San Jose city officials declared a local emergency after streets became flooded as water levels rose along Coyote Creek. Firefighters navigated flooded streets in rafts, rescuing scores of residents trapped in their homes and in trees in the Rock Springs neighborhood.
Officials issued mandatory evacuations for 300 homes in the neighborhood, where water was waist-high in some streets, said city spokesman David Vossbrink. At least 40 people were evacuated to an overnight shelter.
“We haven’t really had anything quite like this before,” he said.
Those who walked through dirty floodwaters were hosed off and decontaminated, officials said.
Water levels were expected to start receding by midnight. After the water retreats, officials will go door-to-door to assess damage to homes, city buildings and other facilities.
Runoff from the rains also poured into the Shasta, Folsom and Oroville reservoirs Tuesday, but no problems were reported.
Acting Department of Water Resources Director Bill Croyle said at a news conference that the water flow into Lake Oroville peaked Tuesday morning, which may give engineers a chance to temporarily close the main spillway and get their clearest look yet at the 3,000-foot-long concrete structure’s damage.
Estimates have put repairs of the spillway at $100 million or more, but Croyle said it was too early to tell.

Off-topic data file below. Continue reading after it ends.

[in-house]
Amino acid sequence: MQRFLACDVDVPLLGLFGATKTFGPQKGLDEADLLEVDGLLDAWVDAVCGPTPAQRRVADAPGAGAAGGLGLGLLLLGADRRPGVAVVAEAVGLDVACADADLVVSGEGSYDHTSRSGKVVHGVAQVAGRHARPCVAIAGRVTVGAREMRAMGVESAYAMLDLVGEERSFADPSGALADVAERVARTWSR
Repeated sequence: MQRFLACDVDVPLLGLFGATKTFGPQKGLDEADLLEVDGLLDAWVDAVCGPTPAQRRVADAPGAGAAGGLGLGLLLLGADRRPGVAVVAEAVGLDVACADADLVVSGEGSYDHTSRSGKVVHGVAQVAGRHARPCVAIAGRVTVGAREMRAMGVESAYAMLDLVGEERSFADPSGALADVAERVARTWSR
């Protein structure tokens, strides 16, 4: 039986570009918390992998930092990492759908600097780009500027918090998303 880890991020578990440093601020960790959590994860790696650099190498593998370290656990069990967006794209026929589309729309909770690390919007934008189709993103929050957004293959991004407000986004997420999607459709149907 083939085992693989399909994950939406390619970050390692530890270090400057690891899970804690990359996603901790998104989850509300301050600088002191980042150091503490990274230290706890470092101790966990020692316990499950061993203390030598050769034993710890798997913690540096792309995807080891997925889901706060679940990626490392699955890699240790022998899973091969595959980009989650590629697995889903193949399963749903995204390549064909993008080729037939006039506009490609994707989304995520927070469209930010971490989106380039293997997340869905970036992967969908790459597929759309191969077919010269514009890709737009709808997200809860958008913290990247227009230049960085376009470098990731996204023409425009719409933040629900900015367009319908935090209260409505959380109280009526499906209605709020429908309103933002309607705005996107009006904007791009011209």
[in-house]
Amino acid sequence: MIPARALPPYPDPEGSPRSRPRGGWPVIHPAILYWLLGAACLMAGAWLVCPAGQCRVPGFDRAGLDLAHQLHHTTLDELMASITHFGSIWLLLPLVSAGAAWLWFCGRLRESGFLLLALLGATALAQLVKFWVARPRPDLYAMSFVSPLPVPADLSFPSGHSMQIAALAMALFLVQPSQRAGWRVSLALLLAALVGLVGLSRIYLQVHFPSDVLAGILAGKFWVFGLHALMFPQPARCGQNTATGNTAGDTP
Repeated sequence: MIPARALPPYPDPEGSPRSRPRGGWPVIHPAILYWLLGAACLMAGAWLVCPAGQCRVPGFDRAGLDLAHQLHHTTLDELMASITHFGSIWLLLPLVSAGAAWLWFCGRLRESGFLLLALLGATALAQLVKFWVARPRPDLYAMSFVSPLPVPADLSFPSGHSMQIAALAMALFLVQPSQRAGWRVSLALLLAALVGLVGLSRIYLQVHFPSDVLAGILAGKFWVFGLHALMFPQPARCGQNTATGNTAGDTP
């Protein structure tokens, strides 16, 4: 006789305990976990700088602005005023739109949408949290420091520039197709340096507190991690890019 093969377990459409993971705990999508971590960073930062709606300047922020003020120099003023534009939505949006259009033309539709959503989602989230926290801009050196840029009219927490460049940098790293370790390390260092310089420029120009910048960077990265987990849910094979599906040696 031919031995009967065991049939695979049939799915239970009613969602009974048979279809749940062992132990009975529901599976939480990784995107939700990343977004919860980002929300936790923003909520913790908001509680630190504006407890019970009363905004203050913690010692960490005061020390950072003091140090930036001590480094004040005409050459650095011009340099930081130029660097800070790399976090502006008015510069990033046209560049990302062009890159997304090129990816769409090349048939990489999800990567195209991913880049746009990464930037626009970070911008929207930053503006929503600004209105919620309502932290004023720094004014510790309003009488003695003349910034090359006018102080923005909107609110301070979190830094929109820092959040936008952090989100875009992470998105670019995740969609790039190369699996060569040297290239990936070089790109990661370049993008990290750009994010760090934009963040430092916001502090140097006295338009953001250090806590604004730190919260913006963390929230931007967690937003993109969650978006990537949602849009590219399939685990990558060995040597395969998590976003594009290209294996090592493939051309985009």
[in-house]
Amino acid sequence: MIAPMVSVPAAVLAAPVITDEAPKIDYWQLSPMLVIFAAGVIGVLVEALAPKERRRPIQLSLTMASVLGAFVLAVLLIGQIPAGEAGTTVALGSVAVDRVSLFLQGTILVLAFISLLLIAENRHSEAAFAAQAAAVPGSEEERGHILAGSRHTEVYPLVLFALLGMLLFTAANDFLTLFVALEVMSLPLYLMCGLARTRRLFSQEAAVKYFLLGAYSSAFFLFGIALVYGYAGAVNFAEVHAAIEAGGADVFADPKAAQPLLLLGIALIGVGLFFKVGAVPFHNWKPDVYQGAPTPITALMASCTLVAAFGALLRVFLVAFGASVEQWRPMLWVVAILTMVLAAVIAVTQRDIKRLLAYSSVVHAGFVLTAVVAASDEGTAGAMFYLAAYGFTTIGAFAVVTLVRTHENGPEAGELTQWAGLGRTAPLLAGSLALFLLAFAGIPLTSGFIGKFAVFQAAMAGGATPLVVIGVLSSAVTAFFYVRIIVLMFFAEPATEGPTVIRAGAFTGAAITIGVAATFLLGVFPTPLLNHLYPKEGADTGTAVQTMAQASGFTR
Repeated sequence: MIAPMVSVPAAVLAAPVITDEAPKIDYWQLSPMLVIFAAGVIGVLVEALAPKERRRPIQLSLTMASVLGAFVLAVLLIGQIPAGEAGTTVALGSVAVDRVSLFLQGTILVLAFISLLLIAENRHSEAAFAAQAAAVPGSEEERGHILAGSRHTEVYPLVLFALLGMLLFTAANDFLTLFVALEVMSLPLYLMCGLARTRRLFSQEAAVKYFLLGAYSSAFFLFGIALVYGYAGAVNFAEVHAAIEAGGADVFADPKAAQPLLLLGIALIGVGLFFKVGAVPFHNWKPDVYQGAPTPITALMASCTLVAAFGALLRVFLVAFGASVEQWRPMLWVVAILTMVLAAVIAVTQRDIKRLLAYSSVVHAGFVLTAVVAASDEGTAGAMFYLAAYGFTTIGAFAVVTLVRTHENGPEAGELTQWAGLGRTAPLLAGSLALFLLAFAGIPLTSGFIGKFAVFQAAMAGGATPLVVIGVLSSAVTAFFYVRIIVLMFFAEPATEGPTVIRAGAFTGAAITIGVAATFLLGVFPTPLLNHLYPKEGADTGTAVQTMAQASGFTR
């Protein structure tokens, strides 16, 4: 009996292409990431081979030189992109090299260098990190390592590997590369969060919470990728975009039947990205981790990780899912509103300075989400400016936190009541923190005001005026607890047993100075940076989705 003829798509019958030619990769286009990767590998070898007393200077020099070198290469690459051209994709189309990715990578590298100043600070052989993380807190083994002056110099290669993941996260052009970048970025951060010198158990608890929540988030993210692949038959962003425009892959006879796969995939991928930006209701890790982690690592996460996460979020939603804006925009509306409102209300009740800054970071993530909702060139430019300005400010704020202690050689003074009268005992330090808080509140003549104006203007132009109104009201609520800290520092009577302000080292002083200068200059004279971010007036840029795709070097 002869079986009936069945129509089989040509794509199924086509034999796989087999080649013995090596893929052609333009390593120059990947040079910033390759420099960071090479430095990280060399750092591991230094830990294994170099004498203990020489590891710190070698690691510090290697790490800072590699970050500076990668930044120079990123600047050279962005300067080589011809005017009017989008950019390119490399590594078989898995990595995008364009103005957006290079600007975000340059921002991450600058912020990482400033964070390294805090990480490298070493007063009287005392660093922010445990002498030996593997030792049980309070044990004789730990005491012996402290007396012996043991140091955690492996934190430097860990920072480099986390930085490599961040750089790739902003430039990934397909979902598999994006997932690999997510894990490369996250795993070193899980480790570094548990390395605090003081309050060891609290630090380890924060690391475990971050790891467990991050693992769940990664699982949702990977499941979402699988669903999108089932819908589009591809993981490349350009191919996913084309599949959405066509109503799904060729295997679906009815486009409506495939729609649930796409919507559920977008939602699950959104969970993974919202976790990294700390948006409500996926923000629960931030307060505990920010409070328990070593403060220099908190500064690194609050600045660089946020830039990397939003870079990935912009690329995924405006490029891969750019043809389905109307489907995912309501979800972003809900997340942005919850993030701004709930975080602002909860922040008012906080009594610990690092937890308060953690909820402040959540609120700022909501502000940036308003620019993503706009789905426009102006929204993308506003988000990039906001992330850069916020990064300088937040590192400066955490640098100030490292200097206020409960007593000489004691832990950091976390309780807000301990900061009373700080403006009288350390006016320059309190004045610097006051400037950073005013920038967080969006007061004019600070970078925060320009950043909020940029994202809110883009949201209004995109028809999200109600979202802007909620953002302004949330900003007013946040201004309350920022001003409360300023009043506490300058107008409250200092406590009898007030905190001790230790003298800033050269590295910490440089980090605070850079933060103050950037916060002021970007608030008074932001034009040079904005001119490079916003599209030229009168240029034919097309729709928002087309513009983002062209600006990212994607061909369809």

“Do we repair what we have? Do we replace what we have? Do we build the spillway somewhere else? All options are on the table,” said Croyle, who declined to provide a timetable for the spillway shutoff.
If you are protected by a rural levee or levees in the delta, you are not sleeping well.
In San Joaquin County, while the breached-levee bullet was dodged, the emergency provided a warning of how much the Sacramento-San Joaquin Delta region relies on a system of several thousand levees to keep its residents safe from flooding in extremely wet years.
Rural stretches of San Joaquin County are at the greatest risk. Levees there are made up of dirt, rocks and sand and are designed to hold back water all the time, including during winter storms, said Jeffrey Mount, a senior fellow at the Public Policy Institute of California’s Water Policy Center. These levees require constant monitoring to ensure they don’t leak or break, he said.